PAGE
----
Goals of the Small Business Innovation Research of Department of Defense

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Small Business Innovation Research (SBIR) program was founded in 1982 to help small businesses with less than five hundred employees in the researching area. Its purpose is to encourage them to conduct research in their areas of expertise by securing the funds they need. The program is administrated by Small Business Administration in collaboration with some Federal agencies, with Department of Defense covering half of the SBIR/STTR.

Of course, businesses that are willing to be part of the program must meet the eligibility criteria and meet the need of Research and Development (R&D) identified by one of DoD agencies.  SBIR is divided into three phases, which immediately funds 1.15 million dollars for qualified businesses with development potential.

Phase I is about identifying project’s benefits and practicability. In this phase is determined the technical, scientific and commercial advantage in order to assess the practicability of the solution submitted. Contracts of this phase are commonly over $ 150,000 for a time period of about six months.

Phase II is about the funding of the development prototype that was described in the first phase and about the demonstration of the solutions given. This is the most funded phase, of about $1M for a two years period of time.

Phase III is about achieving the main goal of the program. Now small businesses must be able to obtain resources from private sectors of government agencies and promote the projects of phase II. The goal is to find funding outside of SBIR and commercialize the technology in military and other private agencies.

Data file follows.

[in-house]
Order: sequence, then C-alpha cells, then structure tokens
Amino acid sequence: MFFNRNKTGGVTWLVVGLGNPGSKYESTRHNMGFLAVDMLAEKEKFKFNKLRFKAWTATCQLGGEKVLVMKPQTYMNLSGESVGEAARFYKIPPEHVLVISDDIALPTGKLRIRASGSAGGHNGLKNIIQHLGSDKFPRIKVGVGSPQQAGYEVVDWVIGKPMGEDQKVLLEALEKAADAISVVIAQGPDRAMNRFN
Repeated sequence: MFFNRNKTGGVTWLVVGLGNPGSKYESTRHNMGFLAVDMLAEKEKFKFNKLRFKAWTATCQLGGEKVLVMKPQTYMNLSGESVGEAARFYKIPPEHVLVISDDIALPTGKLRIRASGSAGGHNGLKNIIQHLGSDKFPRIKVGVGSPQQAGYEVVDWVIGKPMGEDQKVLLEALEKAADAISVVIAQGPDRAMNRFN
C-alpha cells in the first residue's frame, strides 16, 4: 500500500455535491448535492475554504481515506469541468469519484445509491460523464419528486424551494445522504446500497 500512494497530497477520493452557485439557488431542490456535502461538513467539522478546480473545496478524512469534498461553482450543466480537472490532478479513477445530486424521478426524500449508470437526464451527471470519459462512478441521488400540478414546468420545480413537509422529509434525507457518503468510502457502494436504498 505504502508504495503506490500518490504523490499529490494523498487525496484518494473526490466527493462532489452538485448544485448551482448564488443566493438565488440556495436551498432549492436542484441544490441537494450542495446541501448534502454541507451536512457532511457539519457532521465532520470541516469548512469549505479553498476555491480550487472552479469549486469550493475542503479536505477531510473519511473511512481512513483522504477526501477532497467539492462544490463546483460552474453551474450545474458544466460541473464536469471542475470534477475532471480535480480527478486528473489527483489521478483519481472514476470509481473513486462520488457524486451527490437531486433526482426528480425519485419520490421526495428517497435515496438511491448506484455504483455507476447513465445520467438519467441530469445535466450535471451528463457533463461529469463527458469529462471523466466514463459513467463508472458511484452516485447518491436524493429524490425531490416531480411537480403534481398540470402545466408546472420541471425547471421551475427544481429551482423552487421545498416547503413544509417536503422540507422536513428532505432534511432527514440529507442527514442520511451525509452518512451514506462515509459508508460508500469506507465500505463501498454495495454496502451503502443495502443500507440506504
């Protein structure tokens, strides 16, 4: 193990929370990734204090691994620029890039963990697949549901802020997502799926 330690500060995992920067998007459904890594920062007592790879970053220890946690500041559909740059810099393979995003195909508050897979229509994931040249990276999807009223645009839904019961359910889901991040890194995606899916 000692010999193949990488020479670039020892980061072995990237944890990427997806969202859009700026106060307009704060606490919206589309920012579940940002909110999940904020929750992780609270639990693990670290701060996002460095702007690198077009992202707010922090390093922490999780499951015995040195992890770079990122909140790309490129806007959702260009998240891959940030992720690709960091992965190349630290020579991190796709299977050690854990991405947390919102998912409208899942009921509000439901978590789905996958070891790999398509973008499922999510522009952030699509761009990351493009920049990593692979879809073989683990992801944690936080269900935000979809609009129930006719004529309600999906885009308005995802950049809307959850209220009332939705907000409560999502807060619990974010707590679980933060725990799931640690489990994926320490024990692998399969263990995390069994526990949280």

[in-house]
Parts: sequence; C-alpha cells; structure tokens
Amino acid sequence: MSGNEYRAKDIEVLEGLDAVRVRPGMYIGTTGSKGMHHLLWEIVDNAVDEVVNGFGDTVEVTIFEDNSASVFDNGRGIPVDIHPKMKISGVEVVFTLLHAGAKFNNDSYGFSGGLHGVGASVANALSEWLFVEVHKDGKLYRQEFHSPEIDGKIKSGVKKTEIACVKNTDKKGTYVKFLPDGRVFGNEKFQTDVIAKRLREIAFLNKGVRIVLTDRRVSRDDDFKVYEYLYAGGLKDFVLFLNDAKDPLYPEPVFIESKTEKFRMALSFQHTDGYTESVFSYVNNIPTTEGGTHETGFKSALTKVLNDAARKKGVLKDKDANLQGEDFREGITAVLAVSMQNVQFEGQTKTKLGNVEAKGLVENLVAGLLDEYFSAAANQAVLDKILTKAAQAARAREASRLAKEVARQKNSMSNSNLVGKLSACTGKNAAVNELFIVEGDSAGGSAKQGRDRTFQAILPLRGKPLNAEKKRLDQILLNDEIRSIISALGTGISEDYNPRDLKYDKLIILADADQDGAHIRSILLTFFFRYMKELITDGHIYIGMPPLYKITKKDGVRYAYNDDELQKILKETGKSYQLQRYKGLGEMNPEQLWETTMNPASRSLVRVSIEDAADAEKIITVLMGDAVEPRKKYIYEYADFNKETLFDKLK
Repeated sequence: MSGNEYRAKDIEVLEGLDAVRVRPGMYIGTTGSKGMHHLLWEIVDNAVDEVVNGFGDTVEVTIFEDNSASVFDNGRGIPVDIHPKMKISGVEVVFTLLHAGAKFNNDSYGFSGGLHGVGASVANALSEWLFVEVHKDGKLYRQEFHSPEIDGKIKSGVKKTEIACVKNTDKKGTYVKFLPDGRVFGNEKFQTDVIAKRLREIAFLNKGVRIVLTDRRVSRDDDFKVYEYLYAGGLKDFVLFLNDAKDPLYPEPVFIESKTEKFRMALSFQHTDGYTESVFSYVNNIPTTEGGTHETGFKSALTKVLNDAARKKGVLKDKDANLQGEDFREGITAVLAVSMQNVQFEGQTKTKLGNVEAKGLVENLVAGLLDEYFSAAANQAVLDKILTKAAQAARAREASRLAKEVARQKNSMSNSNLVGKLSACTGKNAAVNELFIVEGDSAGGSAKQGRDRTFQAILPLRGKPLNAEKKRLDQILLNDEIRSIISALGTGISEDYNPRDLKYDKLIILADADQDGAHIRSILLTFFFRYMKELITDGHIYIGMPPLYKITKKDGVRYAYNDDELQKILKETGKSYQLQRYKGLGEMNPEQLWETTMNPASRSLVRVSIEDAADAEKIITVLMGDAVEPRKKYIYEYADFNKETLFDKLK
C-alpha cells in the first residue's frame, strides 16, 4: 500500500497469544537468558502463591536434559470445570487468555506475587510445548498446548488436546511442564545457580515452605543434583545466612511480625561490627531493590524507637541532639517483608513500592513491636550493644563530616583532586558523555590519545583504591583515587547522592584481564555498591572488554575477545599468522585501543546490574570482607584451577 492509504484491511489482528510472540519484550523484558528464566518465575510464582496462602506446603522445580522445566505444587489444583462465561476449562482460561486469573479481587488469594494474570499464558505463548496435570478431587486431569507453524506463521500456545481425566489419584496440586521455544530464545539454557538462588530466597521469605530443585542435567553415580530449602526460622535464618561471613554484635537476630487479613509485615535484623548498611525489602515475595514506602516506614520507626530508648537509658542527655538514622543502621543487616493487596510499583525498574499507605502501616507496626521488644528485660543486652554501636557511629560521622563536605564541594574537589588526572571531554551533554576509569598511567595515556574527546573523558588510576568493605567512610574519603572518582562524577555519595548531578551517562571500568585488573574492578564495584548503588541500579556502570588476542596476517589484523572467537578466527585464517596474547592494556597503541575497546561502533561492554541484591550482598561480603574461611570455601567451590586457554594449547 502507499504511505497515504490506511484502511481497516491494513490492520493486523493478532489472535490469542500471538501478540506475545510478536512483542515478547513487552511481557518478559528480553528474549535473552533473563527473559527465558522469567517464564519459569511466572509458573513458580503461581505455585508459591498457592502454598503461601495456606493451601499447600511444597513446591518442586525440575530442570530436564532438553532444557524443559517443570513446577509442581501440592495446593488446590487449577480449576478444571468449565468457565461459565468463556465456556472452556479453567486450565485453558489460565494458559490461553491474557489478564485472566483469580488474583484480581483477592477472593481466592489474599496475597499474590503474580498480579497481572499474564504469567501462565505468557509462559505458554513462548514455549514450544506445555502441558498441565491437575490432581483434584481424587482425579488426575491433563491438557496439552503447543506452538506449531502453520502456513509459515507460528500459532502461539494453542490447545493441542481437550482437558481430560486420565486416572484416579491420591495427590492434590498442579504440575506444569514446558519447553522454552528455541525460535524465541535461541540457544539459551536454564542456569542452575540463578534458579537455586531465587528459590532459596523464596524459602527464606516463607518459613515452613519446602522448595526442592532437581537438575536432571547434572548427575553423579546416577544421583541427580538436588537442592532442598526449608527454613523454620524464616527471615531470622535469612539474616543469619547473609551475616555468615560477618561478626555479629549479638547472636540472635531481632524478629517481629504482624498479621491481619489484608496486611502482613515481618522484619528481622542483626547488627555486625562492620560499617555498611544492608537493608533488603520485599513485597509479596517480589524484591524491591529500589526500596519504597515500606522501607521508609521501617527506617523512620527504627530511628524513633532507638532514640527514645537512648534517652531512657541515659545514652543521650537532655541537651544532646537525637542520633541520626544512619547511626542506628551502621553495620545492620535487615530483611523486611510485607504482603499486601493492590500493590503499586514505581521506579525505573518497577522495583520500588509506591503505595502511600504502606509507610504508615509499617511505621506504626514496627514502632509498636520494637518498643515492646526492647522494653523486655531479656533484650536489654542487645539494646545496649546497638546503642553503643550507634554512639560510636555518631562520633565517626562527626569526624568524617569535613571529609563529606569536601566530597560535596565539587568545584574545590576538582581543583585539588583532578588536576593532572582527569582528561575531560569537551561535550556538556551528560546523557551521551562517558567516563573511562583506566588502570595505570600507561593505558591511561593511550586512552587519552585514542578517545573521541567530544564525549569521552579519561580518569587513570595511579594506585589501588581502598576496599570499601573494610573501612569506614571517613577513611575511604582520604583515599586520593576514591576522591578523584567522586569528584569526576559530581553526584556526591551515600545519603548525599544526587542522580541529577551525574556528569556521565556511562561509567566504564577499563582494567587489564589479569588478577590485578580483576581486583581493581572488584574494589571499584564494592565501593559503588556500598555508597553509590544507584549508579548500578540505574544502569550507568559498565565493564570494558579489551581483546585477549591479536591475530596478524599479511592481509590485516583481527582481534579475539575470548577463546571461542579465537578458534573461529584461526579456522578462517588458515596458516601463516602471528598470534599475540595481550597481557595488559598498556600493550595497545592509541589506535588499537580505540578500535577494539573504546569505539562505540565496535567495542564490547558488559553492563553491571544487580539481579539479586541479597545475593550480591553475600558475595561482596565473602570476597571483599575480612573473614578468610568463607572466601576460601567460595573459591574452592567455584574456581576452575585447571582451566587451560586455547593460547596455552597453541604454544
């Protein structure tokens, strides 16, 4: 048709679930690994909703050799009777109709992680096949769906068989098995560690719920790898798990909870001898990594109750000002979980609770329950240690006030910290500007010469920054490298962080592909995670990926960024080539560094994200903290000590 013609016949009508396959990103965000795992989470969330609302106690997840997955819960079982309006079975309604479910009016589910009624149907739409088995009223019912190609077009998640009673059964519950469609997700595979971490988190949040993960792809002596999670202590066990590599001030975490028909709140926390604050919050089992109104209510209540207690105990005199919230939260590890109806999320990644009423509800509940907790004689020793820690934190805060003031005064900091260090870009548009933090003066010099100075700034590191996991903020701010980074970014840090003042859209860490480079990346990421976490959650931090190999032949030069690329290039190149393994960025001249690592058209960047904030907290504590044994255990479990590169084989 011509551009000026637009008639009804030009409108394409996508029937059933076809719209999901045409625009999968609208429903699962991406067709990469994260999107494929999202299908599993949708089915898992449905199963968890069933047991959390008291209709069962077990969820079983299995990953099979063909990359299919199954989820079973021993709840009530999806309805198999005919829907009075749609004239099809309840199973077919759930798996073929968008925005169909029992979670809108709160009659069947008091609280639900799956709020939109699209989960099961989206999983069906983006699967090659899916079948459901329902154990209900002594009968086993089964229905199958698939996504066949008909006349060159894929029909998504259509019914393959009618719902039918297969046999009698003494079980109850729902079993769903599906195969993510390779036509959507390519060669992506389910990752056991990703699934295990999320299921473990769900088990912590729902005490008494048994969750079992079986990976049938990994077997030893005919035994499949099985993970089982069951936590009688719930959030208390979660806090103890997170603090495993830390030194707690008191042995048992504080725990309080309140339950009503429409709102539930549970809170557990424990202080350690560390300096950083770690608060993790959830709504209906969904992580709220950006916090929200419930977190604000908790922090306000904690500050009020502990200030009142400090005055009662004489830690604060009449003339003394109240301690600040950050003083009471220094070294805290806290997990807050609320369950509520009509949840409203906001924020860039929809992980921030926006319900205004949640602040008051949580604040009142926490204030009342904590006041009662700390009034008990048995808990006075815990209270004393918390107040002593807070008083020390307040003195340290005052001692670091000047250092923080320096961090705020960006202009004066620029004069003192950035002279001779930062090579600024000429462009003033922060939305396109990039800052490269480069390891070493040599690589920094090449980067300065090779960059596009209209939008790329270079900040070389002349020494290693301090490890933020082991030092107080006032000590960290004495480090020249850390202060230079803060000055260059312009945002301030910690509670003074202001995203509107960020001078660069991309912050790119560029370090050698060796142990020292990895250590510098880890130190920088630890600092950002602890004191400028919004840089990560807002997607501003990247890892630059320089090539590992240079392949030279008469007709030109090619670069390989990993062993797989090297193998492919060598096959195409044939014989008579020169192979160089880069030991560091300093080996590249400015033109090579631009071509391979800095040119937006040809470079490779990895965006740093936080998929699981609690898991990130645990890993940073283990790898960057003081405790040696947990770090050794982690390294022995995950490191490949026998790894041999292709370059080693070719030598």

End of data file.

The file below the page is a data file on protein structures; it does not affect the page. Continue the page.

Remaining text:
Benefits of the Program click here for the Government

As expected, besides the advantages that small businesses benefit from the program, there are also some benefits to the Government. Program managers can convene many benefits if they integrate various advantageous technologies in the program and acquisition plan. This can be achieved by meeting performance ability requirements, by not exceeding expenses and exploiting other sources of non-program funding; as well as reducing costs in order to accomplish both acquisition and project cost objectives throughout its lifespan.

Besides, exploiting on the innovation and resourcefulness of small business is one of the main advantages. In addition to this, improving existing performance abilities and project effectiveness through the integration of technology will facilitate the deployed systems. This mitigates both the risk in developmental or existent systems. Through the program, program managers will be able to address incompetence and meet challenging performance needs, requirements and expectations.

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